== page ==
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Will Immigration Authorities Use Our Taxes to Go After Immigrants?

Filing taxes
Filing taxes
Jennifer Chang Newell,
Managing Attorney, California Office,
ACLU Immigrants' Rights Project
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April 23, 2018

People across the country filed their tax returns last week, glitches and all. If historical patterns hold up, this year’s taxpayers will include millions of undocumented immigrants.

Federal law protects the confidentiality of tax information, but recently concerns have been expressed that the tax-related information immigrants and their employers provide the government could be used by the Trump administration as yet another immigration enforcement tool, and some evidence indicates a significant dip in the number of individuals filing their taxes.

This is why the ACLU filed a Freedom of Information Act request last week demanding information about whether the Social Security Administration is complying with federal law and not sharing confidential tax information with immigration enforcement authorities.

Tax laws allow the IRS to share certain information about individual workers’ earnings with the SSA, so that each worker’s entitlement to Social Security benefits can be calculated. Employers are required to report the name, Social Security number, and earnings information for each employee to the IRS on “W-2” forms. Under the tax laws, these forms may be shared with the SSA for the administration of the Social Security system.

But the tax laws restrict the SSA from sharing that information with others, including the Department of Homeland Security. If information from tax filings were shared with law enforcement agencies like DHS, that would create a huge disincentive for people to comply with the tax laws in the first place. Because there is a ton of sensitive information contained in tax filings, and to encourage public compliance with the tax system, federal law requires that tax information be kept strictly confidential.

Despite these laws, DHS has previously tried to use what’s called “no-match” information in SSA databases to carry out immigration enforcement goals. A no-match happens when an employer reports a particular worker’s name, Social Security number, and earnings information on a W-2, but the name or Social Security number does not match the information in the SSA’s records. There are many things that could cause a no-match, including administrative errors, name changes after marriage or divorce or for other reasons, and different naming conventions that are common in many parts of the world, particularly in some Latin American and Asian countries. As a result, many U.S. citizens and other legally authorized workers may have mismatches between the information reported on a W-2 and the information in SSA’s records.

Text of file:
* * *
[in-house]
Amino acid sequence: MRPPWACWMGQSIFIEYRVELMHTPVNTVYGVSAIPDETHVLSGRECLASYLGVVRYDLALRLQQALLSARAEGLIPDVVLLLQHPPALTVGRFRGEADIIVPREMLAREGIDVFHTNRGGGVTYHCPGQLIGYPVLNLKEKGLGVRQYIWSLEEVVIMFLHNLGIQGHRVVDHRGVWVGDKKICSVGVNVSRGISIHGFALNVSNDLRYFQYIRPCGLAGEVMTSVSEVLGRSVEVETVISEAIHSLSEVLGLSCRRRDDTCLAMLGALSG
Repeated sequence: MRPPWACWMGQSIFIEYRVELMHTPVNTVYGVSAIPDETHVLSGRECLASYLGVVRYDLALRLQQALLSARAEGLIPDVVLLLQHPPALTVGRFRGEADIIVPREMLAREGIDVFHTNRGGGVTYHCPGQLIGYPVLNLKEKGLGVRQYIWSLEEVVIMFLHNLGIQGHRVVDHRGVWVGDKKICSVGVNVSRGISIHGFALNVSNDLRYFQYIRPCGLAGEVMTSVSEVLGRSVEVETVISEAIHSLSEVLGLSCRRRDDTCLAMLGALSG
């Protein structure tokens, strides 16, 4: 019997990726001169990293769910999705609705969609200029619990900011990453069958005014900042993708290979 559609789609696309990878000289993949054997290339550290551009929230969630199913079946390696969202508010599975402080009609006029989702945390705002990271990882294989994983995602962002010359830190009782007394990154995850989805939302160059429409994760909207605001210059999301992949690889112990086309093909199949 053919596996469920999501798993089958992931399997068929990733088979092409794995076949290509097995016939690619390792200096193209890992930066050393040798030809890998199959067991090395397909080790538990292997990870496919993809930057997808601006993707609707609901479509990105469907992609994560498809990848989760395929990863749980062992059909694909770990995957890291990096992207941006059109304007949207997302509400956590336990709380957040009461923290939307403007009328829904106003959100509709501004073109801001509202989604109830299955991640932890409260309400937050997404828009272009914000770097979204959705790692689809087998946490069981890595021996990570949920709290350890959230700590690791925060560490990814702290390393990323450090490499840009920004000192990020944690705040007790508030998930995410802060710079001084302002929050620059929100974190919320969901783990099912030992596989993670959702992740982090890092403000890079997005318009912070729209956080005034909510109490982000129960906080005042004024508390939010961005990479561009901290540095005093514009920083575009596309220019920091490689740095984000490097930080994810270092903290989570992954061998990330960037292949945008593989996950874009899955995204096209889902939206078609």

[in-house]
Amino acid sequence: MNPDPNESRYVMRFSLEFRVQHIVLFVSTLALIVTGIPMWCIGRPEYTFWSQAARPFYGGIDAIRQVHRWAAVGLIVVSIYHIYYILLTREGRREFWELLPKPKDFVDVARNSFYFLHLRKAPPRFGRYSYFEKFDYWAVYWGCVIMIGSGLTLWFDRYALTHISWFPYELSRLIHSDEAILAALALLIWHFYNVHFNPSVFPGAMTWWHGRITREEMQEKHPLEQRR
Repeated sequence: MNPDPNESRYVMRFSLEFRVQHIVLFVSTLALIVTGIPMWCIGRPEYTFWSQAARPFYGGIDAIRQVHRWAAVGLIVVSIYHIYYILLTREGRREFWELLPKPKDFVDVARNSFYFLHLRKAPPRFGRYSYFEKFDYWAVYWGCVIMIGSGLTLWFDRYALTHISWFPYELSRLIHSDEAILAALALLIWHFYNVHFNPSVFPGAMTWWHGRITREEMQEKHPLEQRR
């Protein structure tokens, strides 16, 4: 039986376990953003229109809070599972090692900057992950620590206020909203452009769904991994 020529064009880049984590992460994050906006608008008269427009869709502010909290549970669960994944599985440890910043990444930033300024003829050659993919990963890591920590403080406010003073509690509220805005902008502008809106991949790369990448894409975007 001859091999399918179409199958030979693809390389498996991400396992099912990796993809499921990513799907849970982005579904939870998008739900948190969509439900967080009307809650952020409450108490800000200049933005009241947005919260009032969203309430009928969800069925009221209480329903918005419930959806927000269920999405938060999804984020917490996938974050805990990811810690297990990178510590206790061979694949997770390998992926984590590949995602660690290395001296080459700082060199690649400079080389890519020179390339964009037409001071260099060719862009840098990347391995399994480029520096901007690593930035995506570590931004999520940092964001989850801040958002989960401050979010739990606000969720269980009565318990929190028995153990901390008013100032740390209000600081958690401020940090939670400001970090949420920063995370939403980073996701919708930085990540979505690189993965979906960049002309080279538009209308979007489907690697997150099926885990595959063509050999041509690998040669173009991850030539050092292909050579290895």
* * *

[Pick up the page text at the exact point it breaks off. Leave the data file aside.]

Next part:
SSA officials have made clear in the past that under the tax laws, SSA’s no-match records cannot be shared with DHS without authorization from Congress. In fact, an SSA official said in a 2006 congressional testimony that “IRS officials have also expressed concern that sharing this data [with DHS] could decrease tax collections and compliance.”

Federal courts have also ruled on whether the SSA could disclose information concerning the names of employers with the most no-match employees. The U.S. Court of Appeals for the District of Columbia answered that question with an emphatic “no.” The court held, and the Department of Justice ultimately agreed, that information about employers contained in W-2 forms was confidential under the tax laws, and therefore could not be disclosed by the SSA.

We shouldn’t have to worry that the SSA is disclosing information that is confidentially protected by law, but we do. The Trump administration has pledged to ramp up workplace immigration enforcement, and has delivered on that promise — most recently in Tennessee, where a raid at a meatpacking plant earlier this month devastated the community and led 550 children to stay home from school. We know DHS is eager for information from other agencies at the local and federal level to aid in its enforcement efforts. The administration has also stripped basic privacy protections for many immigrants. And lawmakers have proposed loosening the tax laws to require precisely the type of information sharing that we’re concerned about.

Given this administration’s all-out assault on our legal rights and our immigrant communities, we can’t afford to sit back and keep our fingers crossed that Trump’s SSA is following the law.

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